A bull is, as you may know, the male of a cow and it is also a male elephant or moose. In religion, a bull is a document issued by the pope. Unrelatedly, and as a slang term, bull is a synonym for ‘lies’ or ‘exaggerations’ and, in US English, if you bull someone, it means that you try to impress them by telling lies.
- There is a bull in the field with the cows.
- We saw a herd of elephants while we were on safari and the bull was huge.
- Pope Pius V issued a bull excommunicating Queen Elizabeth I of England.
- That’s bull! You never did that!
- Don’t try to bull me; I can see through your lies!
Words often used with bull
bull in a china shop: a clumsy or tactless person. Example: “John would be useless as a diplomat; he’s like a bull in a china shop when it comes to negotiating.”
take the bull by the horns: do something difficult or unpleasant. Example: “Amber knew she would have to talk to the boss about changing her working hours sooner or later, so she decided to take the bull by the horns and asked for a meeting that afternoon.”
shoot the bull (US): talk aimlessly. Example: “The old men just sat around in the bar every day, shooting the bull.”
like a red rag to a bull: certain to annoy someone. Example: “You know how neat your father is—dropping your coat and bag on the floor when you come in from school is like a red rag to a bull with him!”
A castrated bull is called a “bullock” in UK English and a “steer” or “ox” in US English, where “bullock” just means a young bull.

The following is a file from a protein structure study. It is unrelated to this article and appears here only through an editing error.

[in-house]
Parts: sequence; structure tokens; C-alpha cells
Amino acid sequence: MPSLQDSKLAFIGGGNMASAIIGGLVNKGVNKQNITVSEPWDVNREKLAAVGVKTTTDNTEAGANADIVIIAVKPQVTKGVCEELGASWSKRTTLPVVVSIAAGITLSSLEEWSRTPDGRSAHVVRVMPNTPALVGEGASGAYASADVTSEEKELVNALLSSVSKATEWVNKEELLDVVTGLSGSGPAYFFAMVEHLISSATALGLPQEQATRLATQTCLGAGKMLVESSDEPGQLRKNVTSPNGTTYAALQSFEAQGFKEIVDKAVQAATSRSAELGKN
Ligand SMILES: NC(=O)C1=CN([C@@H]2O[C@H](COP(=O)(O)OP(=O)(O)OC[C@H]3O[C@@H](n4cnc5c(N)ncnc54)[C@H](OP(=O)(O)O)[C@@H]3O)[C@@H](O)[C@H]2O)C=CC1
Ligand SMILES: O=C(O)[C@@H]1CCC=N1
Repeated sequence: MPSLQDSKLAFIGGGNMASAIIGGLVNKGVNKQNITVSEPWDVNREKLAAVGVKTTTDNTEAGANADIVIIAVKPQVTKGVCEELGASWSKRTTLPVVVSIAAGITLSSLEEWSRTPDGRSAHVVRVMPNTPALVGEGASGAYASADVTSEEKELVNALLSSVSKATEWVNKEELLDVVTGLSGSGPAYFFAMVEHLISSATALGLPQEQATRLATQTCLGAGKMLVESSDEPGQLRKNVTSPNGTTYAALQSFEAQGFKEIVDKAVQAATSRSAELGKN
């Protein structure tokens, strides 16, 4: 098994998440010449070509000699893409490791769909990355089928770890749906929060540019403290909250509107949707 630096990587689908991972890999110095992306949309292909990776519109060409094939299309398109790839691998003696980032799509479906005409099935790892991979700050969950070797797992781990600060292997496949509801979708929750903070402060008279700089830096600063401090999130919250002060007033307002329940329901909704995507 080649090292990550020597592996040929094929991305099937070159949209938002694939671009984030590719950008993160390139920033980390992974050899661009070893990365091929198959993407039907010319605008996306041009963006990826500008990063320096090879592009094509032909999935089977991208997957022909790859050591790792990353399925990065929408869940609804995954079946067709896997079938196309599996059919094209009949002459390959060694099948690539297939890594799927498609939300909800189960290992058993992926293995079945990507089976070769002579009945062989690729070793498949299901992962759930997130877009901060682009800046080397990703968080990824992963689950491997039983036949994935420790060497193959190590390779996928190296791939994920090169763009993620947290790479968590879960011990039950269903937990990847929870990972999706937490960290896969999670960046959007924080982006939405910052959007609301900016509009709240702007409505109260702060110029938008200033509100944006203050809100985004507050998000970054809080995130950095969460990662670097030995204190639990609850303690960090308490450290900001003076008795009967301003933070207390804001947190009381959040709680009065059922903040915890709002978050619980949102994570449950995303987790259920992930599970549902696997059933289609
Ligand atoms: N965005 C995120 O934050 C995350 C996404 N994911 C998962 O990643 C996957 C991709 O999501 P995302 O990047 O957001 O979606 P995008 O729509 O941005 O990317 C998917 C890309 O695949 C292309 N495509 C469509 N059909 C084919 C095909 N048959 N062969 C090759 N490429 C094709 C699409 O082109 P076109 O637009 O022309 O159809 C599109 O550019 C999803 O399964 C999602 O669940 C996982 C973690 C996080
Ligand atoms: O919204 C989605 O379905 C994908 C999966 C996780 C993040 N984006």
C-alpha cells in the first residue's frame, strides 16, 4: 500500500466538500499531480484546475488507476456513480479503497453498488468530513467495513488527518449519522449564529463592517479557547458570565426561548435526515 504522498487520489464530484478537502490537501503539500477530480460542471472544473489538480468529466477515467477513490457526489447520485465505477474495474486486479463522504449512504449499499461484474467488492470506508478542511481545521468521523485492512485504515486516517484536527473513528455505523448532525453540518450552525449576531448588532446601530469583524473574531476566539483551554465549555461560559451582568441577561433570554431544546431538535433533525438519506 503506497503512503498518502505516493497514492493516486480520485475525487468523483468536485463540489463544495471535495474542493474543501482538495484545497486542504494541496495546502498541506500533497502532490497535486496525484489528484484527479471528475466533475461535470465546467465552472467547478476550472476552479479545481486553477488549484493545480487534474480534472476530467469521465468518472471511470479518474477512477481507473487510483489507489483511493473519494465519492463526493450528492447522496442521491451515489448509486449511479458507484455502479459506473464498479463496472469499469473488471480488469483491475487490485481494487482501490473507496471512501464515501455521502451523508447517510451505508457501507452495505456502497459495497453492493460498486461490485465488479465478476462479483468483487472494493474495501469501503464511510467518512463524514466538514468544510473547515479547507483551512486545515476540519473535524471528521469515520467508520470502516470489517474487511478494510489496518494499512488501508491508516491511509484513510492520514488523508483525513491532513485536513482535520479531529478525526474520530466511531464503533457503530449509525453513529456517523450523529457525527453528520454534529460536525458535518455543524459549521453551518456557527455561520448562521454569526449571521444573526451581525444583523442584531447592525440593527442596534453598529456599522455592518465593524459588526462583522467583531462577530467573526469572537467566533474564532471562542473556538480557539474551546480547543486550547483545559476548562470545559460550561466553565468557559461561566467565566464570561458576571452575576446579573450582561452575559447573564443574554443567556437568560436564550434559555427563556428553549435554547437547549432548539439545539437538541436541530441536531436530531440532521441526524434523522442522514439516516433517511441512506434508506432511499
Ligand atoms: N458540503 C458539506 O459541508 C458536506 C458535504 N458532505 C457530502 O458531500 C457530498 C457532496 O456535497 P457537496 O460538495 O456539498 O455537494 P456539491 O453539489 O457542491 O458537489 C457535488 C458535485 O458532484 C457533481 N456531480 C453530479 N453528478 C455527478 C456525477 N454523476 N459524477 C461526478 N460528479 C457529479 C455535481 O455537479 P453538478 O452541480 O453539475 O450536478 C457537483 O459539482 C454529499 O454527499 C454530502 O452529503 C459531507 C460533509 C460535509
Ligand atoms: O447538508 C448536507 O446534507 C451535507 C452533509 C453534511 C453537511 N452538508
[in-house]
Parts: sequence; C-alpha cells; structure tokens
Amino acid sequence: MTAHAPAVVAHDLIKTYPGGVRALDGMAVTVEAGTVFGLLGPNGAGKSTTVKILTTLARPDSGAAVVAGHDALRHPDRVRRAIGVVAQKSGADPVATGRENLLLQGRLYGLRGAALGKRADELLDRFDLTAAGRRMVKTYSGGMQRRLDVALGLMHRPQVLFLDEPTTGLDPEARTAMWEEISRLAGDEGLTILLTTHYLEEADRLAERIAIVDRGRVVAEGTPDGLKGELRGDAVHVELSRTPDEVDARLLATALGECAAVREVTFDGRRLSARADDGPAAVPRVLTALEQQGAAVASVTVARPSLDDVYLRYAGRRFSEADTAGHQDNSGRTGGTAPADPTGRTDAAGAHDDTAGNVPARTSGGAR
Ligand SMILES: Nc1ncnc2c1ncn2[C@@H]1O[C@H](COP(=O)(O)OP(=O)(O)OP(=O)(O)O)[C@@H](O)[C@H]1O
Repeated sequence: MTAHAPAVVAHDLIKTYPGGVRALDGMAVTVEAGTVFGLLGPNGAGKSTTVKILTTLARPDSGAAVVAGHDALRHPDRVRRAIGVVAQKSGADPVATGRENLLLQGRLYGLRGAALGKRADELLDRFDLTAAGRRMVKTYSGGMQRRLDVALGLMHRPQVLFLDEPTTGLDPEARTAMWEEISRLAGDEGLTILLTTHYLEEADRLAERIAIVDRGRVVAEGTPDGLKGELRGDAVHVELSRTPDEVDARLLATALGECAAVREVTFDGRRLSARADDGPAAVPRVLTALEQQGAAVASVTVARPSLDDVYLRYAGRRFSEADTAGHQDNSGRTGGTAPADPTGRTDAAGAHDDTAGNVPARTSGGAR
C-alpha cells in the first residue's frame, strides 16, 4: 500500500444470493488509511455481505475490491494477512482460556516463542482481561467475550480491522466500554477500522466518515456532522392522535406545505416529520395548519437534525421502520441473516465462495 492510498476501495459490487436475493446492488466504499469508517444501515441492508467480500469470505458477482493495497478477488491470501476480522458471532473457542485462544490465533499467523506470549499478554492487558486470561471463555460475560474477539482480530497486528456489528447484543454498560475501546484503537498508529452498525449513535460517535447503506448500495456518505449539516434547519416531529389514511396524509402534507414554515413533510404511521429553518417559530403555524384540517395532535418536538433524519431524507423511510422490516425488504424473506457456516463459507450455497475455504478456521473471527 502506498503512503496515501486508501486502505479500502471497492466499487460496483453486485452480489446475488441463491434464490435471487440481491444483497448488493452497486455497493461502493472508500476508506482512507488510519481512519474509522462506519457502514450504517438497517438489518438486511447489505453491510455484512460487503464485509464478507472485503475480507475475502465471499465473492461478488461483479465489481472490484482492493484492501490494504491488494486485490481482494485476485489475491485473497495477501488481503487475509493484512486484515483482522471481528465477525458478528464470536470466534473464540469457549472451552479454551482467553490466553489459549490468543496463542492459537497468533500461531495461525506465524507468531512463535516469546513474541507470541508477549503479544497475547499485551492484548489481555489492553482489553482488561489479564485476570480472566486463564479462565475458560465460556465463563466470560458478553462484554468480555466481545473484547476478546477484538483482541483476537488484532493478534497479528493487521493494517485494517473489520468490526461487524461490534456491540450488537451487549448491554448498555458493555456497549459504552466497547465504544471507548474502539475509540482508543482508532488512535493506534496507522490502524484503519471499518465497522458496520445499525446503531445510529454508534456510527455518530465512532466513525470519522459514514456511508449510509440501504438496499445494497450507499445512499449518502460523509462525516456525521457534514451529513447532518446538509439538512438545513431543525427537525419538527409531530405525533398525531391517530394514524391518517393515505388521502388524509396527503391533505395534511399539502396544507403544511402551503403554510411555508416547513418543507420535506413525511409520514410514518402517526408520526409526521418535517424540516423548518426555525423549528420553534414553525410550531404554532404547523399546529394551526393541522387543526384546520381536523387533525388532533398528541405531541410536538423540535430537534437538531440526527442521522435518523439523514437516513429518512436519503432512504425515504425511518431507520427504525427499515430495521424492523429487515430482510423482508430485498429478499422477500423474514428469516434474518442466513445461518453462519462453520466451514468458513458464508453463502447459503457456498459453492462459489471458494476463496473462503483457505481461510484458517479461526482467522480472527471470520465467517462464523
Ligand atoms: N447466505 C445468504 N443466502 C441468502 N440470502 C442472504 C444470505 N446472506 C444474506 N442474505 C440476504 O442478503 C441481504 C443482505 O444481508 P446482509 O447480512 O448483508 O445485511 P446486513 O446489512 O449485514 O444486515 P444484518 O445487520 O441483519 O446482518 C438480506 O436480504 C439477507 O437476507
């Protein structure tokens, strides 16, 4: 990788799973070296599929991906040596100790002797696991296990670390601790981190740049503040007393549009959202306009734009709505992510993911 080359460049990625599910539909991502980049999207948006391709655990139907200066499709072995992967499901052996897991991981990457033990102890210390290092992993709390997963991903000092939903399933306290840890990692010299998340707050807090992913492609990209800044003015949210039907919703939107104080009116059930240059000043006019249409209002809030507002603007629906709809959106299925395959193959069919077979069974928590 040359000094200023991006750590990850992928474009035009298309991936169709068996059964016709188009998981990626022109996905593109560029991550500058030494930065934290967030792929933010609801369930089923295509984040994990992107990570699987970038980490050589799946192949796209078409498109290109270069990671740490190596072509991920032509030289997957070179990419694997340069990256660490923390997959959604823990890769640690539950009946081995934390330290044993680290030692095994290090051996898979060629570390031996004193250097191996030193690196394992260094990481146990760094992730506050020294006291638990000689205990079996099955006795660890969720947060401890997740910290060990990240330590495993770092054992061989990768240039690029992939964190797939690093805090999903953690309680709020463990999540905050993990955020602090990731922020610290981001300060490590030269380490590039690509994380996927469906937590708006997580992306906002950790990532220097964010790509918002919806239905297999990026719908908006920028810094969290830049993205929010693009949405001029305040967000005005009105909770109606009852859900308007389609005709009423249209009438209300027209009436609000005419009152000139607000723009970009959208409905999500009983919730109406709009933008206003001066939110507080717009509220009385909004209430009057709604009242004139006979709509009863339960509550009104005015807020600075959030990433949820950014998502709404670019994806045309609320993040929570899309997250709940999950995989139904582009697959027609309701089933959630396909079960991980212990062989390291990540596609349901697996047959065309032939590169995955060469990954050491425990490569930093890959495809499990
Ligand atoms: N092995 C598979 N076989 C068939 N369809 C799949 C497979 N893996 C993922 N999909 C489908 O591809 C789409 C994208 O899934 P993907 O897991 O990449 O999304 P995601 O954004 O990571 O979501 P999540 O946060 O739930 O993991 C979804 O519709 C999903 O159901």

Did you know?
In the world of finance, a bull is someone who believes that stock prices will increase. The opposite, someone who thinks prices will decrease, is called a bear. Bull and bear can also be used as adjectives—a bull market is a rising market and a bear market is a falling one.
bully (noun, verb)
Bull, meaning a ‘male bovine animal,’ dates back to the mid-12th century. The Middle English bule likely evolved from the Old English term bula, which meant ‘bull’ or ‘bullock,’ but it may also have come from the Old Norse buli, with the same meaning (this is why linguists hesitate to state that it dates back to before the year 900, as the Old English noun does). Both possible origin words come from the Proto-Germanic bullon, though again, there is controversy as to where that term originated. Some believe it is a variation on a Proto-Germanic verb stem meaning ‘to roar’ (and may also be the origin for the English word boulder), while others suggest the Proto-Indo-European root bhel- (to blow or swell).